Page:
Listen Now:  

Saul Alvarez and Gennady Golovkin: Chess Moves

Posted on 05/20/2016

Saul Alvarez and Gennady Golovkin: Chess Moves
By: Kirk Jackson

Saul “Canelo” Alvarez 47-1-1 (33 KO’s) vacated his WBC Middleweight title ahead of the May 24th deadline imposed by the WBC (World Boxing Council); ultimately squashing any regulation or provision the WBC placed on him.

At first glance, many may speculate this is a move on the part of Alvarez to duck Gennady “GGG” Golovkin 35-0 (32 KO’s).


For the growing legion of Golovkin followers, this is another example of a fighter ducking Golovkin. This same audience will point to Floyd Mayweather, Miguel Cotto and Peter Quillin as other examples.

The accuracy of that train of thought is another thing, as Golovkin’s handlers have not always sought the best opposition available during his prosperous professional run. Erislandy Lara, Andre Ward are among some of the fighters calling out Golovkin on a number of occasions.

The 34-year-old Golovkin has yet to participate in a signature fight; some may argue the politics of the sport serving as a roadblock and preventing Golovkin from these ever elusive match-ups.

And of course as mentioned, some think fighters are simply afraid of Golovkin’s punching power. Another thing to note, Golovkin’s skill level may make decent fighters appear like they are nobodies.

Whatever the case is for Golovkin not securing the signature fight, it appears a fight versus Alvarez may be his biggest opportunity. This is Golovkin’s biggest opportunity due to the media attention and pressure from the media and boxing fans alike.

Barring a comeback fight for either Floyd Mayweather or Manny Pacquiao, Golovkin vs. Alvarez is the biggest fight in the sport, alongside Sergey Kovalev vs. Andre Ward.

There’s the notion of Alvarez or his handlers (Golden Boy Promotions) afraid of facing Golovkin; but here’s another perspective behind Alvarez’s move to vacate his title.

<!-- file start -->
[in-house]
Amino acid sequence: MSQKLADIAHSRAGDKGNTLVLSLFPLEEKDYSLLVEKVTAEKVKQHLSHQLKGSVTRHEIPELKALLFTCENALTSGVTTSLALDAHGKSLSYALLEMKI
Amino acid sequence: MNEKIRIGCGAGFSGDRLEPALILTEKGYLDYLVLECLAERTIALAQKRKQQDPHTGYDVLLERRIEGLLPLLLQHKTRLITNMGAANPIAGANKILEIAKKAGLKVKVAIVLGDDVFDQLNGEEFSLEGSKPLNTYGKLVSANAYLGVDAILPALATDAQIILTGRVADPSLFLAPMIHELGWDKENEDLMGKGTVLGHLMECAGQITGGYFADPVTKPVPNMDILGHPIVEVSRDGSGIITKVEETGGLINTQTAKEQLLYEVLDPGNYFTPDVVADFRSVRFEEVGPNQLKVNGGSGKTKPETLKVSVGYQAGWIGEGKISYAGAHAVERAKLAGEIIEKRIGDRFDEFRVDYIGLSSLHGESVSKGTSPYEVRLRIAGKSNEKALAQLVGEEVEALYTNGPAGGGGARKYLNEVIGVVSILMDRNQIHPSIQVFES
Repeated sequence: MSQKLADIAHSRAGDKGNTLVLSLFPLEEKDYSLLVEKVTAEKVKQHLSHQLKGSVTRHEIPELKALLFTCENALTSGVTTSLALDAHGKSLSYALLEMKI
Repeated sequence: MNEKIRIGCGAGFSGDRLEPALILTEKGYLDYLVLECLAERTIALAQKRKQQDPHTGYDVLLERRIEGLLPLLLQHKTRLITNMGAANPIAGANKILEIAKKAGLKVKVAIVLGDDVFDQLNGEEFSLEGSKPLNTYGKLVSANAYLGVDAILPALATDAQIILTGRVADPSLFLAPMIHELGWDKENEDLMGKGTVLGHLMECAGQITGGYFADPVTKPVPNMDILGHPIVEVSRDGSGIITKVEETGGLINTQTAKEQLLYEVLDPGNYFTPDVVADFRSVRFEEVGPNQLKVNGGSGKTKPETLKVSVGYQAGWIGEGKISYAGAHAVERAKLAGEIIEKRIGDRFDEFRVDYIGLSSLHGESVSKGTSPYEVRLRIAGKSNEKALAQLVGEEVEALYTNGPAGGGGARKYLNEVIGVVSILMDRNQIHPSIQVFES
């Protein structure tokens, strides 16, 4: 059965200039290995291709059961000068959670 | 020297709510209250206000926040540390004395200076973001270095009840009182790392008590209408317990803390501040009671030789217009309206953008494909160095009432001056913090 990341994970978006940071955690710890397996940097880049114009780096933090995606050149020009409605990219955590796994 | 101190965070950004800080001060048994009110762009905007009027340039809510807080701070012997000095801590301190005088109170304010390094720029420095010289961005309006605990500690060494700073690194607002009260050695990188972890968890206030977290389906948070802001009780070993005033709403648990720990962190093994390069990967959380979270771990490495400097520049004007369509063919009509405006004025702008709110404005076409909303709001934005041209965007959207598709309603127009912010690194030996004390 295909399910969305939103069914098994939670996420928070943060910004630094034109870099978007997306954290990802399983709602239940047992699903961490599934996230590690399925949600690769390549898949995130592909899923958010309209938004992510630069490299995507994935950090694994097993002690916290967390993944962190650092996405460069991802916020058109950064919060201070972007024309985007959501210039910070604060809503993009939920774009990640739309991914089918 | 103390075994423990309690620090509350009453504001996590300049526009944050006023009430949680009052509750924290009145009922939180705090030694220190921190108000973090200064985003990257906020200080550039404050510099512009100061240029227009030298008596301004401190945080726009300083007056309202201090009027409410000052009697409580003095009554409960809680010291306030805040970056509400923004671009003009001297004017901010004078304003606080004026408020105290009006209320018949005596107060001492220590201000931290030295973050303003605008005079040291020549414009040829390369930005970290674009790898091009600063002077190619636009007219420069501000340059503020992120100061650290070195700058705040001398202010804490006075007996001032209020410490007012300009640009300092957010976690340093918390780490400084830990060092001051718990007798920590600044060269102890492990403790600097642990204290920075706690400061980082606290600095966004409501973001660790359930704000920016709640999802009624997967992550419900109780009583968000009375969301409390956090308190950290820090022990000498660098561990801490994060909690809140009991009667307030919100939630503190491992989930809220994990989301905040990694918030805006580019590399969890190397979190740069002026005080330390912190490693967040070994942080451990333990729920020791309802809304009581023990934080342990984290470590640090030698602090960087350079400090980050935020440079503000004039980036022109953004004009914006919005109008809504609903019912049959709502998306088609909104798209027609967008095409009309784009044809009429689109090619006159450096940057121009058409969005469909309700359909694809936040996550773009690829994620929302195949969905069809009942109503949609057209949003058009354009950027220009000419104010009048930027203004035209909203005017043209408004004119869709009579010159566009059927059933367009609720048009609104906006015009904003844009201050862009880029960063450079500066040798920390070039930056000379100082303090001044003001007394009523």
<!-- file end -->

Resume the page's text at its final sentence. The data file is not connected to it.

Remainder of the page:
Alvarez simply wants to have more leverage. He does not want the WBC or any boxing governing body, or promotional company for that matter, dictating what he can or cannot do.

As the “A-Side” to this potential match-up, he has every right to exploit his advantages. This would not be the first time a fighter has flexed his powers in that regard.

Oscar De La Hoya, Ray Leonard, Miguel Cotto, Floyd Mayweather, Manny Pacquiao have all done the same. Alvarez is the face of boxing now.

Instead of seeing the vacation of the title as avoiding the challenge and shutting down the prospects of securing a fight between two of boxing’s biggest stars, this opens a streamline for the negotiation process and let’s be honest; In this current era of the “Alphabet Titles,” a championship belt is not necessarily needed for a block buster fight if both participants possess enough star power.

Mayweather vs. Pacquiao did not need a belt to signify its importance. Alvarez and Golovkin can be regarded as the same for which the match-up itself provides intrigue. The only thing the championship belt does is add an historic element to the scenario; maybe an extra cherry on top.

After this initial move to vacate the title by Alvarez, many questions loom. What happens next? Does the negotiation process continue and who will be the first side to budge?

We know there is a question of weight. Golovkin, as he should, wants to fight Alvarez but at the traditional limit of middleweight (160 lbs.). His argument is if they’re fighting for the middleweight title, they should fight at the middleweight limit.

Alvarez on the other hand, wants to fight at his own division of 155 lbs. Many pundits, former boxers, current boxers, fans, argue Alvarez is wrong for forcing a guy, another champion at that, to fight at 155 lbs. for a middleweight title.
Fair points made by Evander Holyfield.

But to counter those arguments in favor of Golovkin, there’s a question posed by one of Alvarez’s handlers, Bernard Hopkins. Shouldn’t Golovkin dare to be great?

Hopkins thinks Golovkin should move down to 155 lbs. to face Alvarez and test his greatness as he did against Oscar De La Hoya a decade ago.

Also as stated by Golovkin himself, he is willing to go to 154 lbs. to fight Mayweather and Pacquiao. Using that logic, it would appear Golovkin should be able to go to 155 lbs. for Alvarez right?

It appears Golovkin will have to move down in weight to secure a fight with Alvarez. If we compare revenue earned, drawing power, the financial semantics of everything, Alvarez holds the edge. It’s Alvarez’s 4.5 million ppv buys compared to Golovkin’s 100,000 ppv buys. That’s what team Alvarez is banking on.

In this chess match, Alvarez is the “A-Side” having the edge of popularity, pay-per-view buys, revenue earned, youth and higher quality opposition.

Golovkin however, has the edge with public opinion. But will Alvarez cave into the perception of public opinion? Probably not.

So what happens next?

Leave a Comment

More Columns

Listen to my podcast


Established in 1997 as a premier boxing destination. The staff of love hearing from people all over the world.



Send this to a friend